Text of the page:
On my way back, the alley where the hotel is, has come into night life: red lightened lampions above the street and everywhere signs of cooking and eating. Never mind the traffic; the occasionally cab, tricycle or bicycle. At the fishplace a dozen or so are chopsticking away at a large platter with fish, also oysters. Never knew one could tackle those slippery things with chopsticks. Improvist barbeque of an oil drum with a metal rack, corncobs steam in a huge pan, red melons on a platter, dumplings stacked in wooden steamers. And tea, lots of tea.
Tomorrow will be my very last day on this exciting journey. I'll try to see some last sights, perhaps the Summer Palace if I can find the time, but a part of the day will be spend travelling. I will be sorry to say goodbye to all wonders of Central Asia and western China, but.........home......!
I enjoyed this journey very much. I loved Central Asia, especially the crossing on the Pamir highway. That was unforgettable; the views, the rough landscape, snow storms and bitter cold. And a close second in China were the Buddhist caves in Dun Huang with the 34 meter high Buddha. And don't forget the Labrang monastery in Xiáhè; that atmosphere with the soft flute and cymbals, the tiny birds chirping in the Muslim quarter of Xian, the terracotta army....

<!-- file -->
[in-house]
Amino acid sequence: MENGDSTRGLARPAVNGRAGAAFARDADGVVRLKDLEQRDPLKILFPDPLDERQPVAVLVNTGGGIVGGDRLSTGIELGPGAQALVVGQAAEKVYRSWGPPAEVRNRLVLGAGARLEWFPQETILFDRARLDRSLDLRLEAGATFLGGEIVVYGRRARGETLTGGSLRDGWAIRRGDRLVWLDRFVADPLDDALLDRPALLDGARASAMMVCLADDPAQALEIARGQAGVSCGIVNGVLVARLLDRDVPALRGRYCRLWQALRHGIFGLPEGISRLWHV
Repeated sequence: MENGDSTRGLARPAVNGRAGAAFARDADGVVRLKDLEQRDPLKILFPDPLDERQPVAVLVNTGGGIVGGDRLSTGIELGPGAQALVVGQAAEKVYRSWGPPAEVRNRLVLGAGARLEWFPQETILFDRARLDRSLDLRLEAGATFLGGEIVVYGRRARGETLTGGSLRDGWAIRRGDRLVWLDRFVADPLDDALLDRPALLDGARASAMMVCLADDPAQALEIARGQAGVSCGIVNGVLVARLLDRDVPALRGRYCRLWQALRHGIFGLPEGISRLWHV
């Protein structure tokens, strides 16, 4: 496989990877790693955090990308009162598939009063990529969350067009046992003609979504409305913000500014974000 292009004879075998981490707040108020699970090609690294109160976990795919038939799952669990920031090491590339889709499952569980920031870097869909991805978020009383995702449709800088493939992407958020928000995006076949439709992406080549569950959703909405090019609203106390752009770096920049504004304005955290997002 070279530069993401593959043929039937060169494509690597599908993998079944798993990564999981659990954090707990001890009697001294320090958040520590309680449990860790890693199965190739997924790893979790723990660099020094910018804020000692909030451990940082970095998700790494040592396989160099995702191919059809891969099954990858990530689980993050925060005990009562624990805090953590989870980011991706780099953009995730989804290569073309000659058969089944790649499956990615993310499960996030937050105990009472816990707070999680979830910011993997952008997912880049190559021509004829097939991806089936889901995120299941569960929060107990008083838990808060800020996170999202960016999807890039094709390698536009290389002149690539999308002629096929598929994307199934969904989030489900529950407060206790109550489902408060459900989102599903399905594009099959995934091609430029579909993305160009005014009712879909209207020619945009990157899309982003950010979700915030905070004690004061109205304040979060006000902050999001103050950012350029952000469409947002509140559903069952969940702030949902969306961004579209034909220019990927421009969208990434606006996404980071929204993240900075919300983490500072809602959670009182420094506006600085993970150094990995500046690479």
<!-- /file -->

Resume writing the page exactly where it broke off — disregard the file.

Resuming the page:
Every part of the journey had it's own wonders.
And the people I gave my tiny ceramic Dutch clogs.....they loved it; to the giggling girls in Tasjkent who practised their English on me, the Uzbek woman in the train with the gold capped teeth, the waiting women at the border Uzbekistan- Khyrgyzia, the children on the Pamir mountains, the driver that drove us along the snowy mountains, the police officer at the lonely outpost near China, the hotel owner in Xiáhè, the young monk in the Labrang monastery, the pregnant girl in the train to Xian, the ancient Chinese man who smiled and bowed at me in Xian's muslim quarter....I remember them all.
I liked sharing my adventures with you and thank you for your kind words along the way. I will be working hard when I get back, but I'll post the pic's of the souvenirs I bought and as soon as I finished my travel journal + photo's, I'll let you know in the ' what's in my cup".
And soon........Bejing- Istanbul- Amsterdam
In my cup: Yasmin tea